Recently I reviewed the American ww2 Thompson M1A1 and the Springfield Armory M1 Carbine, a couple of really nice replica guns, but to make sure I’m not favouring one side or another, time to take a look at the other side so to speak, because the Germans were more than well armed, and Umarex have got this nicely covered off too. Time to take a look at the MP40 I have covered this off many years ago, but I think a revisit is well worth it (certainly after looking back at the young pup filming it in the dark.)
So let’s pull out a couple of cracking replicas and do them some justice shall we.
Let’s start with the MP40 legacy.
Time for a brief history lesson....
The MP40 Machine Pistol 40 Or Macschinenpistole veirzig. Designed in 1938 by Heinrich Vollmer with inspiration from the MP38 which was a development and simplification of the MP36. The main focus on the development of the MP40 from it predecessors was simplification, to aid mass production, by using stamped and folded steel rather than machined parts. It was often referred to as the Schmeisser by the allies after the weapon designer Hugo Schmeisser, but he developed the MP18 and had nothing to do with the MP40, he did however hold the patent on the box magazine that was used in the MP40.
Fully automatic was the only option and no single shot choice. But, the relatively low rate of fire meant, with careful trigger control, it was possible to fire off single rounds. The original had no safety to speak of and relied upon the bolt being locked into one of two cut outs. Forwards locked it into the uncocked position. Rear wards locked it into the cocked position.
The original weighed 3.97kg or 8.75 lbs. It was 833 mm or 32.8” with the stock extended or 630 mm or 24.8” with the stock folded, and of course it was still fully functional with the skeleton stock folded away. There was an issue with the stock not being sufficiently strong to take too much heavy abuse though.
It was 9mm and used 9x19mm parabellum rounds. Being pretty much pistol ammunition fed, it had a maximum range of about 250m with effective firing ranges of 100-200m depending on which rear sight setting you were using. The box magazine was a 32 round item, but was susceptible to jamming and misfiring, because the double column, duel feed system was prone to dust and debris affecting the action. Holding the magazine in use could also misalign the rounds. So operators were taught to hold the magazine housing or the Bakelite stock behind the magazine to avoid the issue. Holding the barrel wasn’t a good idea, because it would get hot in use and result in burns.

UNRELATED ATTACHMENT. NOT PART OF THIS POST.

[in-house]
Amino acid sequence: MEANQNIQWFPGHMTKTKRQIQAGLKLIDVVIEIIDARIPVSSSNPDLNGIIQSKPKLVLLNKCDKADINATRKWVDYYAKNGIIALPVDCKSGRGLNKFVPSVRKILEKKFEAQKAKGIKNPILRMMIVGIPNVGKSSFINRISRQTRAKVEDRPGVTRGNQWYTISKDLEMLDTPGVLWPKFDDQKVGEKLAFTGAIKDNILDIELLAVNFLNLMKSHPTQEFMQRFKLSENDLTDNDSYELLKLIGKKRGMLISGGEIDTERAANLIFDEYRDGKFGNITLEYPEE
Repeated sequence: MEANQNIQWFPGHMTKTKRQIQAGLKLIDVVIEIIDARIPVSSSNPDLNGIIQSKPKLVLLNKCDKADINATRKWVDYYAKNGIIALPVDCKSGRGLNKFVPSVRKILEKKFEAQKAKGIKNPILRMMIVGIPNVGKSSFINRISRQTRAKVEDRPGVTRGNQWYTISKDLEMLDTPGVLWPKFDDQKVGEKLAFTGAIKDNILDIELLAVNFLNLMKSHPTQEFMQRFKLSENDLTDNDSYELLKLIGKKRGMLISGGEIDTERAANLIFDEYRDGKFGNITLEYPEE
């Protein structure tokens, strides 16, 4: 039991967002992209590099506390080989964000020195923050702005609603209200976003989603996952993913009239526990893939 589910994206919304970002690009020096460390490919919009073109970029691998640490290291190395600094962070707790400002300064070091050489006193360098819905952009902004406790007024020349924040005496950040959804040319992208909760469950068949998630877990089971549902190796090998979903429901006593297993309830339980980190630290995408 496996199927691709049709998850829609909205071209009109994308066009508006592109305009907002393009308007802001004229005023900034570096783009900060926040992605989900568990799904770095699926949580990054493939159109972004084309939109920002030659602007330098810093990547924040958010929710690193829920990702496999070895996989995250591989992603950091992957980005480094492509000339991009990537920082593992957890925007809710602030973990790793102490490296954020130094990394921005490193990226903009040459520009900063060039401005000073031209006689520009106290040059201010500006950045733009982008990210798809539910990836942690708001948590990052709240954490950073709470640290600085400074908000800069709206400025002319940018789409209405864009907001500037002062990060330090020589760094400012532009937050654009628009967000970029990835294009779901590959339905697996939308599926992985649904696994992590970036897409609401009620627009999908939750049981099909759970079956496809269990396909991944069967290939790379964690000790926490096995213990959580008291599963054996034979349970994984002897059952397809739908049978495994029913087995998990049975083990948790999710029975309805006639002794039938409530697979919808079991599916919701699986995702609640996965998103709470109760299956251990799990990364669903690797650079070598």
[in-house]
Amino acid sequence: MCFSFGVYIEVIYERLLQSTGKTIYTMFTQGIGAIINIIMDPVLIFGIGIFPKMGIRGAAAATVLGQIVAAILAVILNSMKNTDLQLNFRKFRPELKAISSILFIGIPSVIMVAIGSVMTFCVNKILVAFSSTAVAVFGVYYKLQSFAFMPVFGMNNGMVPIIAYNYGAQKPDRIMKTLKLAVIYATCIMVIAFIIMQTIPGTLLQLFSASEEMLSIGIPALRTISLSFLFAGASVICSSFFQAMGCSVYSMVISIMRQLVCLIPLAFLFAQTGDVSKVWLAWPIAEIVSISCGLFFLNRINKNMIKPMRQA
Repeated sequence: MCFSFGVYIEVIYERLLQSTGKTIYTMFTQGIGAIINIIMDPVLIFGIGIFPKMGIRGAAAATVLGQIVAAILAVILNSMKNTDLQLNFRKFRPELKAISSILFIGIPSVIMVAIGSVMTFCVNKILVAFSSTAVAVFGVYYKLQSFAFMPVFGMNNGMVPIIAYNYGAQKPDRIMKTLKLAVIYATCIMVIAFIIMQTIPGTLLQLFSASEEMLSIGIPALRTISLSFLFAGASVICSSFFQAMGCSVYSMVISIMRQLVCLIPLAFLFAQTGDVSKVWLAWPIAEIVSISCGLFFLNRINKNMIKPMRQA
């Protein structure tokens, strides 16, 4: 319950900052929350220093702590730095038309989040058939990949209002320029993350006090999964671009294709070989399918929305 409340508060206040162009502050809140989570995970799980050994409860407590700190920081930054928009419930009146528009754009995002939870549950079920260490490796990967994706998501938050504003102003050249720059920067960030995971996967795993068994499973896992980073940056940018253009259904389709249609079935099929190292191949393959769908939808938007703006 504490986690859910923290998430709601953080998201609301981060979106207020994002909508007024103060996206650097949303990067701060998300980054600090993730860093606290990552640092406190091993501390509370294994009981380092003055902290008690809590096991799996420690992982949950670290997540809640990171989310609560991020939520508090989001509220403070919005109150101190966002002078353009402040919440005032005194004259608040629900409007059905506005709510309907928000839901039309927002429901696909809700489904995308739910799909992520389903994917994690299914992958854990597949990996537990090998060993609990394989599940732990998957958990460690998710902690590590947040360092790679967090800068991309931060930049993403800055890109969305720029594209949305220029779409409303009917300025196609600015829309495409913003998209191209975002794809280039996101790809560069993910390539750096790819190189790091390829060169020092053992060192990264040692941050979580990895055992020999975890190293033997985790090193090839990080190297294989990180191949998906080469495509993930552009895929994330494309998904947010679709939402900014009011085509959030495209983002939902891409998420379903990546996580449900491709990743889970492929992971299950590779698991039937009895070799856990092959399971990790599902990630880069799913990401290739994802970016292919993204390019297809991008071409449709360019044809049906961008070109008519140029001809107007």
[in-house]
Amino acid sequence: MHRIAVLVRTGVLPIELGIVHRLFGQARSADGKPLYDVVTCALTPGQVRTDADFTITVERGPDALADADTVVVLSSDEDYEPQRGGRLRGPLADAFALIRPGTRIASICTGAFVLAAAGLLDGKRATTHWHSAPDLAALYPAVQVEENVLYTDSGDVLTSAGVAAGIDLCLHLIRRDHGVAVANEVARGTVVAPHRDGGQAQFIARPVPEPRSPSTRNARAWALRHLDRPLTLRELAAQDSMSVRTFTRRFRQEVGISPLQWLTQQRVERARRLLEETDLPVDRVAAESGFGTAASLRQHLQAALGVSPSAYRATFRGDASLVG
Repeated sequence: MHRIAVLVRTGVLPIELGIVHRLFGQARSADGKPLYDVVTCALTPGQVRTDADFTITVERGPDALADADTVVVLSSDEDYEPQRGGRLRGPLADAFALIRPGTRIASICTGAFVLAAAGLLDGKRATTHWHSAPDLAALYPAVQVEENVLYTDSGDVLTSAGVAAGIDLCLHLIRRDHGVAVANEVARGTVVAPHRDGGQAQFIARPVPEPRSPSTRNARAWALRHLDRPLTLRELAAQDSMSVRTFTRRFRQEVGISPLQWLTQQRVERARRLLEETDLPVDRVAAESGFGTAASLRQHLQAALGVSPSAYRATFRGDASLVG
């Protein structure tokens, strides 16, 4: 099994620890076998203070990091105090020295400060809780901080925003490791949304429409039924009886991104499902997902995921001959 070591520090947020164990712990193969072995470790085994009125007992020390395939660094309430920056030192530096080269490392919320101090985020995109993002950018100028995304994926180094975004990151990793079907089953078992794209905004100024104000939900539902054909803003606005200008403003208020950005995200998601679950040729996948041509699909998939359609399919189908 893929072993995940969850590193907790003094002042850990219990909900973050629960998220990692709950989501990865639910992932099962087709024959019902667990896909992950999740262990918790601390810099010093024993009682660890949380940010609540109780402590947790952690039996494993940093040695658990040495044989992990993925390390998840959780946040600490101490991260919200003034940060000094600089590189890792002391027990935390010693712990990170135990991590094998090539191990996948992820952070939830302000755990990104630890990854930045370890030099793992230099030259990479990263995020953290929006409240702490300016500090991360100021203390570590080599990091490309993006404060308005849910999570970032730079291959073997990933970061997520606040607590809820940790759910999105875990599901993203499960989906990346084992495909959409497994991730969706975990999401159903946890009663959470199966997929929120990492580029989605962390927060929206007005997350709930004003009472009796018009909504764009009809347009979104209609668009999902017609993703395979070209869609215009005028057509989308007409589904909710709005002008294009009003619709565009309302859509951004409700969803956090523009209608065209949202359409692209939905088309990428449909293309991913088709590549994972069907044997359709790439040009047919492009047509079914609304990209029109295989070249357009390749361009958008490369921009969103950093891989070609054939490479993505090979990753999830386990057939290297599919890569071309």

There were about 1.1 million made in the various variants, and in spite of being produced between 1940 and 1945 it was still being found in use for many years after in various theatres of war. It was even being used by the Norwegian Territorials up until 1990.
The majority of the german forces were issued with the K98 rifles, but the MP40 found its way into the close quarter situations increasingly and in some cases was issued to entire assault platoons.
A real classic.
Let’s take a walk around then of this Umarex MP German legacy version, there is of course the standard version which doesn’t have that weathered battle field look to it.
Sizes first, this weighs in at a little over 3.5kg or 7.7 lbs and has an open length of 830mm or just over 32.5inches, and closed stock length of 620mm or just under 24.5 inches. These dimensions are so close to the original. It is folded metal as was the original and has that Bakelite body.
The front sight is a closed post type and is fixed. Moving back we have the barrel with its odd shape piece on the underside which was added to be able to rest the gun when shooting from vehicles, such as the half track, without damaging the gun. Then we come to the hook for fitting a strap to which mates up with the counterpart to the rear of the gun. Which helped in the carrying and also gave stability when shooting from the hip i suppose. Then we come to the main body and the stick magazine which holds the BBs and the Co2, but we’ll look at that a little later.